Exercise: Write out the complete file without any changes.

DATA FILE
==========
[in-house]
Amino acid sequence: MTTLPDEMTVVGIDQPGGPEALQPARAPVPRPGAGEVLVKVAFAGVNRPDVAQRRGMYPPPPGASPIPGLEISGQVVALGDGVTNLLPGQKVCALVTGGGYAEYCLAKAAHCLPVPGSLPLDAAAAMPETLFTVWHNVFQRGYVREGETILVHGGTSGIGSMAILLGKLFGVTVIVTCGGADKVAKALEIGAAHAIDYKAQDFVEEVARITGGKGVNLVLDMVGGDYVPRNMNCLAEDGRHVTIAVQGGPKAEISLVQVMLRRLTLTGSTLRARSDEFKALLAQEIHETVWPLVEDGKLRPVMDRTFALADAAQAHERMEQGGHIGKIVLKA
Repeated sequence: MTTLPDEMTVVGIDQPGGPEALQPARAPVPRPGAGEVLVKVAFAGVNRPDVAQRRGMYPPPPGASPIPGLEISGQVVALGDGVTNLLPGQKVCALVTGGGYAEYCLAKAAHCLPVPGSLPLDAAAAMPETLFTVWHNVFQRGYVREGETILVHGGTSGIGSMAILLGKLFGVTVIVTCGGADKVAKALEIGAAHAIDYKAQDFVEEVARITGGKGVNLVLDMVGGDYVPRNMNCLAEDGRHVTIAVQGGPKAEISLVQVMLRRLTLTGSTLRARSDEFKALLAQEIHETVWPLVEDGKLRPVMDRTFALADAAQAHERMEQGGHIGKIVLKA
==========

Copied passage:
[in-house]
Amino acid sequence: MTTLPDEMTVVGIDQPGGPEALQPARAPVPRPGAGEVLVKVAFAGVNRPDVAQRRGMYPPPPGASPIPGLEISGQVVALGDGVTNLLPGQKVCALVTGGGYAEYCLAKAAHCLPVPGSLPLDAAAAMPETLFTVWHNVFQRGYVREGETILVHGGTSGIGSMAILLGKLFGVTVIVTCGGADKVAKALEIGAAHAIDYKAQDFVEEVARITGGKGVNLVLDMVGGDYVPRNMNCLAEDGRHVTIAVQGGPKAEISLVQVMLRRLTLTGSTLRARSDEFKALLAQEIHETVWPLVEDGKLRPVMDRTFALADAAQAHERMEQGGHIGKIVLKA
Repeated sequence: MTTLPDEMTVVGIDQPGGPEALQPARAPVPRPGAGEVLVKVAFAGVNRPDVAQRRGMYPPPPGASPIPGLEISGQVVALGDGVTNLLPGQKVCALVTGGGYAEYCLAKAAHCLPVPGSLPLDAAAAMPETLFTVWHNVFQRGYVREGETILVHGGTSGIGSMAILLGKLFGVTVIVTCGGADKVAKALEIGAAHAIDYKAQDFVEEVARITGGKGVNLVLDMVGGDYVPRNMNCLAEDGRHVTIAVQGGPKAEISLVQVMLRRLTLTGSTLRARSDEFKALLAQEIHETVWPLVEDGKLRPVMDRTFALADAAQAHERMEQGGHIGKIVLKA